I've got 5 registrations at my former employers website...

Posted by Jay Small on October 23, 2004, at 11:06 a.m.:

I've always endorsed, philosophically, Adrian's description of incented registration -- in effect, ask for profile data when it's clear that profile data is necessary to improve the user experience.

But I also work for a company where we've seen tangible economic benefits from targeted advertising derived from section-access registration. Whether some people fudge their profile data or not, the fact is we get significantly better response from targeting ads based on registration data. So I can't sit here and tell you it doesn't work, because it does. Enough people DO provide legitimate profile data, as it relates to their locations and interests, to make targeting based on section-access registration profiles go.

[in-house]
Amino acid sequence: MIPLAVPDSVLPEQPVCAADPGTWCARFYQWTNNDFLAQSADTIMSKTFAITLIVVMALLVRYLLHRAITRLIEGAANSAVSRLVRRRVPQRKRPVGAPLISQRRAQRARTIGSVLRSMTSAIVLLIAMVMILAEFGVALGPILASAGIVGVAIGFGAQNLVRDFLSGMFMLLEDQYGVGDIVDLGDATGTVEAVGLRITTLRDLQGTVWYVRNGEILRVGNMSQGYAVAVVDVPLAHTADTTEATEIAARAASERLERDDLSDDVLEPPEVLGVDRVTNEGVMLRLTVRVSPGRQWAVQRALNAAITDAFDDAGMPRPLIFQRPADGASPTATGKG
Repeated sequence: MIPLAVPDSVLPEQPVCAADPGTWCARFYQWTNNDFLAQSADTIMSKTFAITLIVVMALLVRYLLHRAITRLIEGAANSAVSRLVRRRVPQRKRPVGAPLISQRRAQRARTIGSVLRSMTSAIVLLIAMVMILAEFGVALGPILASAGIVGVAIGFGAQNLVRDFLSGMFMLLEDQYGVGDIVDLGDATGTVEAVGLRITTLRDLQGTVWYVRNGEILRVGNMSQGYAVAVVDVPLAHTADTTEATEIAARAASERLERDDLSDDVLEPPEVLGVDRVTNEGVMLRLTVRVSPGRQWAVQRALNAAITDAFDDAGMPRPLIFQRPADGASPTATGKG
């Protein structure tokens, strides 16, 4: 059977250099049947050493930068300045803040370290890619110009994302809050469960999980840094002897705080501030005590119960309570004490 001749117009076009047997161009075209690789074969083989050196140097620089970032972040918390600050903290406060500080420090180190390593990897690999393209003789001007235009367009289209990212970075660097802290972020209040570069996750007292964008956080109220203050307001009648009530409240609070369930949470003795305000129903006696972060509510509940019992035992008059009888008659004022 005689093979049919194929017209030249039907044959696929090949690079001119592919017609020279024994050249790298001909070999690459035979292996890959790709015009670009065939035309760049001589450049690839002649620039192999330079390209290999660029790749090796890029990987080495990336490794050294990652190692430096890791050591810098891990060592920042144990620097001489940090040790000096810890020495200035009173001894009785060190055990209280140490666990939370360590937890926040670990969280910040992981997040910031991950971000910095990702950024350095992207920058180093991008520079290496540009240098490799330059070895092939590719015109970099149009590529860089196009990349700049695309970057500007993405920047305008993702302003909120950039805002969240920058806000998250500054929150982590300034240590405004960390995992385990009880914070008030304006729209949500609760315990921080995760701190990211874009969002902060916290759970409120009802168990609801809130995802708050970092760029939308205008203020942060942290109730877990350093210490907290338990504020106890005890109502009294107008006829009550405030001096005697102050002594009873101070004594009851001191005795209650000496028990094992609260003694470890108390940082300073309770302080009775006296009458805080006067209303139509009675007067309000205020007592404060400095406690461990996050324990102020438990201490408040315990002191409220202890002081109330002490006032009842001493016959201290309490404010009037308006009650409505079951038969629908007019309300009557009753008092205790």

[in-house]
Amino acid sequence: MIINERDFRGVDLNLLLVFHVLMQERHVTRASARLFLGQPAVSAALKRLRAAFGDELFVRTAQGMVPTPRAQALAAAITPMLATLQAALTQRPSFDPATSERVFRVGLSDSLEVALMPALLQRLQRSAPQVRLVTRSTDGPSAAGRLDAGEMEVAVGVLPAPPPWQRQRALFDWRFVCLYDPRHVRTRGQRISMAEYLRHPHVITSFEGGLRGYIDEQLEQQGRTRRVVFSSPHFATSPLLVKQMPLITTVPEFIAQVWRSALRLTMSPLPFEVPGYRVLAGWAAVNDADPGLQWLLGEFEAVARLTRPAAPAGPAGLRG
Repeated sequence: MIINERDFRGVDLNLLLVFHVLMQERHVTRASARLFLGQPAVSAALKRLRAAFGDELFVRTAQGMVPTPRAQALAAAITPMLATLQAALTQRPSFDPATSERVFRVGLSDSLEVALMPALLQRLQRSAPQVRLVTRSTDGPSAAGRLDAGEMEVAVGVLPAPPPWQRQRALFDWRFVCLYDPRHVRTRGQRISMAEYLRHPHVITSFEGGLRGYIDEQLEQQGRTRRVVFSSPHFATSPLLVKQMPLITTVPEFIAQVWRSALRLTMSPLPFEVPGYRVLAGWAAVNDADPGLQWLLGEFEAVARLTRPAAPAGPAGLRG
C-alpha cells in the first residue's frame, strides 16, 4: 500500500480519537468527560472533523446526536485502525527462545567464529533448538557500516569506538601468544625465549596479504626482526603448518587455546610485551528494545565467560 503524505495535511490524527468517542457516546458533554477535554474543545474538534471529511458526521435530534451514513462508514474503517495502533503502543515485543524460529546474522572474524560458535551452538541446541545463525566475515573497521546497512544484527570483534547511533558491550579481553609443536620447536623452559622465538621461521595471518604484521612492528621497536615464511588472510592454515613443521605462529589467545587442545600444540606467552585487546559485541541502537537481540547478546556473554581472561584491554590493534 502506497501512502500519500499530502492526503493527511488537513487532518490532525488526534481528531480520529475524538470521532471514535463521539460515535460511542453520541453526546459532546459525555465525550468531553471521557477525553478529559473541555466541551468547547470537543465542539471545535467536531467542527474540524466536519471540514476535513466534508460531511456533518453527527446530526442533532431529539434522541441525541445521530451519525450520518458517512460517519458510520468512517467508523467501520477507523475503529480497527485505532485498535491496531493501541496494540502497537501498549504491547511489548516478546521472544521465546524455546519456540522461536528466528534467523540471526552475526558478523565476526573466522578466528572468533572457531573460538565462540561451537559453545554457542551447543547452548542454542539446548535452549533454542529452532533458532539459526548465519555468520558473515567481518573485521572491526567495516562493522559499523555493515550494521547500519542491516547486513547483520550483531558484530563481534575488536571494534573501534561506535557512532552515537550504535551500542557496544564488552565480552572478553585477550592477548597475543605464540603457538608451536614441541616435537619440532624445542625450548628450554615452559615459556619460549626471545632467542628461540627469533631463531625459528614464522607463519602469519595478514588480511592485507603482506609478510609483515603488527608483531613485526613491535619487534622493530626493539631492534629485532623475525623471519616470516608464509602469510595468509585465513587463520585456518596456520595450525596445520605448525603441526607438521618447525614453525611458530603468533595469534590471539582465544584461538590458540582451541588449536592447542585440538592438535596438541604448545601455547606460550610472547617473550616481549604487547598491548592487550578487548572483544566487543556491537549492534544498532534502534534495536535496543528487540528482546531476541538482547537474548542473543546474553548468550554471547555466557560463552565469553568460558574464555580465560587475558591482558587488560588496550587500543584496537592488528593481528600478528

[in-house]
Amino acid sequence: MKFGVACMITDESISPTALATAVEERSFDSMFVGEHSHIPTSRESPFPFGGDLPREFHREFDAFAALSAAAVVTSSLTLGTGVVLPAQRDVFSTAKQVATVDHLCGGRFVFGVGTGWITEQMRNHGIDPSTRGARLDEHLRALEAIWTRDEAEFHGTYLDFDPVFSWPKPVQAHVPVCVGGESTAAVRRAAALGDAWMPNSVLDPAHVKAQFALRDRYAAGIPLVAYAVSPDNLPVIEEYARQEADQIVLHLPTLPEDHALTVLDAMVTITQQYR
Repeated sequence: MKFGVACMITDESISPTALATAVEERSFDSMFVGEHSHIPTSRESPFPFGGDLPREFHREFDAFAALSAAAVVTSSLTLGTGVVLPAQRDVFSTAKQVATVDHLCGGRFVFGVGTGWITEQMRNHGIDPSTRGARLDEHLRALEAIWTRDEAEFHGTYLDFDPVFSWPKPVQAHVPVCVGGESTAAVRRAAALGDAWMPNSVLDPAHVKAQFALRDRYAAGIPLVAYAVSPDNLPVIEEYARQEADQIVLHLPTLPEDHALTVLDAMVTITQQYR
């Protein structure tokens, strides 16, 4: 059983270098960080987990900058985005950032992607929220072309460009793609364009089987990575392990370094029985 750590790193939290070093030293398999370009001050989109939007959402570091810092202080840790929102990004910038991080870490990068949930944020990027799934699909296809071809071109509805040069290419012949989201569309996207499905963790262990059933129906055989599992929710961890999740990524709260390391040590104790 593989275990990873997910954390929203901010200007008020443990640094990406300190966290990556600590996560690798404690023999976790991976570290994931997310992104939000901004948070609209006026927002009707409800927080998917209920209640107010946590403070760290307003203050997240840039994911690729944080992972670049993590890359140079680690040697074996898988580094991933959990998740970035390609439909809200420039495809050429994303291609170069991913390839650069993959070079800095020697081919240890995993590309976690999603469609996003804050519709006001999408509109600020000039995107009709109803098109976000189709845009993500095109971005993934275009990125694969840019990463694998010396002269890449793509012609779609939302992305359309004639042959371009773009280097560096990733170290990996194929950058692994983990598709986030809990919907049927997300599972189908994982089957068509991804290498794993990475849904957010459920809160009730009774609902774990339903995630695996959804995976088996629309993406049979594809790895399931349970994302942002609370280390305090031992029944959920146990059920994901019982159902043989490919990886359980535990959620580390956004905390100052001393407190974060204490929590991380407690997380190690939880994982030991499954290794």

I can't say that will always be the case, either. If more casual Internet users knew about the Bug-Me-Nots of the world, or just had it in them to work around a profile system, I suspect the targeting results could deteriorate.

I do see the point that sites like ours may have to accommodate news "grazers" and Webloggers with a free pass to the first article or two. That'd also make our recent implementation of RSS feeds more logical.

That free-pass step may, in fact, improve the overall quality of the profile database by requiring registration only for people who clearly intend to use a site's content more deeply and/or regularly. The database won't grow at the same rate, but most of the profiles we wouldn't get would be the dubious ones anyway.

Disclaimer: For my company, that's not purely my decision, so I'm not saying that's what we're going to do. I'm simply saying I see that point.

Good to have you back in the blogging fold, Adrian. Haven't heard enough from you lately!

Posted by anonymous on February 4, 2006, at 5:14 a.m.:

Well, the firefox extention you guys are mentioning is called www.bugmenot.com

I dont think they ask for information for demographic purposes only, since they can gather enough information just from the ip address to tell them the area exactly.

Most if not all sites use personal information to send spam and try to contribute in failure of beautiful technologies like email.

Thats b.s. and I completely support not having to register for such sites.